THE STOCKMAN'S LAST BED.

I. Whether stockman or not,
For a moment give ear
Poor Jack, he is dead,
And no more shall we hear
The crack of his whip,
Or his steed's lively trot,
His clear "go ahead,"
Or his jingling quart pot.
For he sleeps where the wattles
Their sweet fragrance shed,
And tall gum-trees shadow
The Stockman's last bed!

[544] II. One day, while out yarding,
He was gored by a steer.
"Alas ! " cried poor Jack,
'"Tis all up with me here;"
And never shall I
The saddle regain,
Or bound like a wallaby
Over the plain.
So they've laid him where wattles
Their sweet fragrance shed, &c.

III. His whip at his side,
His dogs they all mourn,
His horse stands awaiting
His master's return;
While he lies neglected, -
Unheeded he dies;
Save Australia's dark children,
None knows where he lies;
For he sleeps, &c.

IV. Then, Stockman, if ever,
On some future day.
While following a mob,
You should happen to stray -
Oh ! pause by the spot:
Where poor Jack's bones are laid.
Far, far from the home
Where in childhood he strayed.
[545] And tread softly where wattles
Their sweet fragrance shed,
And tall gum-trees shadow
The Stockman's last bed.

THE BUSHMAN'S LULLABY.

I. Lift me down to the creek-bank, Jack;
It must be cooler outside:
The long hot day is well-nigh done,
It's a chance if I see another one.
I should like to look on the setting sun,
And the waters cool and wide ... (9 stanzas)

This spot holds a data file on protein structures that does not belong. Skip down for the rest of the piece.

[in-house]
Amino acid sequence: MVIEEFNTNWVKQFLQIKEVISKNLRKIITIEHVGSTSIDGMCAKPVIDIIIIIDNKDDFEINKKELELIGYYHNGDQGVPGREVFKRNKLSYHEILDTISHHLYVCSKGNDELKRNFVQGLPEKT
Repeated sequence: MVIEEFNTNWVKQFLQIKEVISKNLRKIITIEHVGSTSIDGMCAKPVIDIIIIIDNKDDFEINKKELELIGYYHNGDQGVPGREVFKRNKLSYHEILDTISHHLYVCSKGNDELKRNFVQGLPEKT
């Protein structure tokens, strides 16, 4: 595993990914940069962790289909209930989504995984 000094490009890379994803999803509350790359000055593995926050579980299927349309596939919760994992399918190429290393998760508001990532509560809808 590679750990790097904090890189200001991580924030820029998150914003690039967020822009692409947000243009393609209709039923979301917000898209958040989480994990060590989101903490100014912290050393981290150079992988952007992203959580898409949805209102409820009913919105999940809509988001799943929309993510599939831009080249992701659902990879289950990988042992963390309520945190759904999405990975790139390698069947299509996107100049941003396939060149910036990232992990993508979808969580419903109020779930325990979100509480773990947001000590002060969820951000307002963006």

[547] CARELESS JEM.

I. His other name ? 'Well, there Em stumped
He was tall, sir, dark and slim,
And we - that is, my mates and I -
Just called him " Careless Jim,"
That was all we knew - to his other name
No thought we ever gave,
Until one day, at the foot of the mount,
When we laid him in his grave ... (7 stanzas)


"THE DYING STOCKMAN", The Bulletin (23 June 1888), 6

Whether stockman ...


"THE DYING STOCKMAN", Kerang Times and Swan Hill Gazette (6 July 1888), 1

http://nla.gov.au/nla.news-article65612868 

Whether stockman ...


Bartley 1892, 133

https://archive.org/stream/opalsandagateso00bartgoog#page/n160/mode/2up 

[? 1856-57] ... Our conversation, as we rode eastward in the rain, was of the folly of mere money-grubbing, and Campbell sung us the " Stockman's Grave," a plaintive bush ditty ...


"Country Notes", Australian Town and Country Journal (14 October 1893), 17

http://nla.gov.au/nla.news-article71190331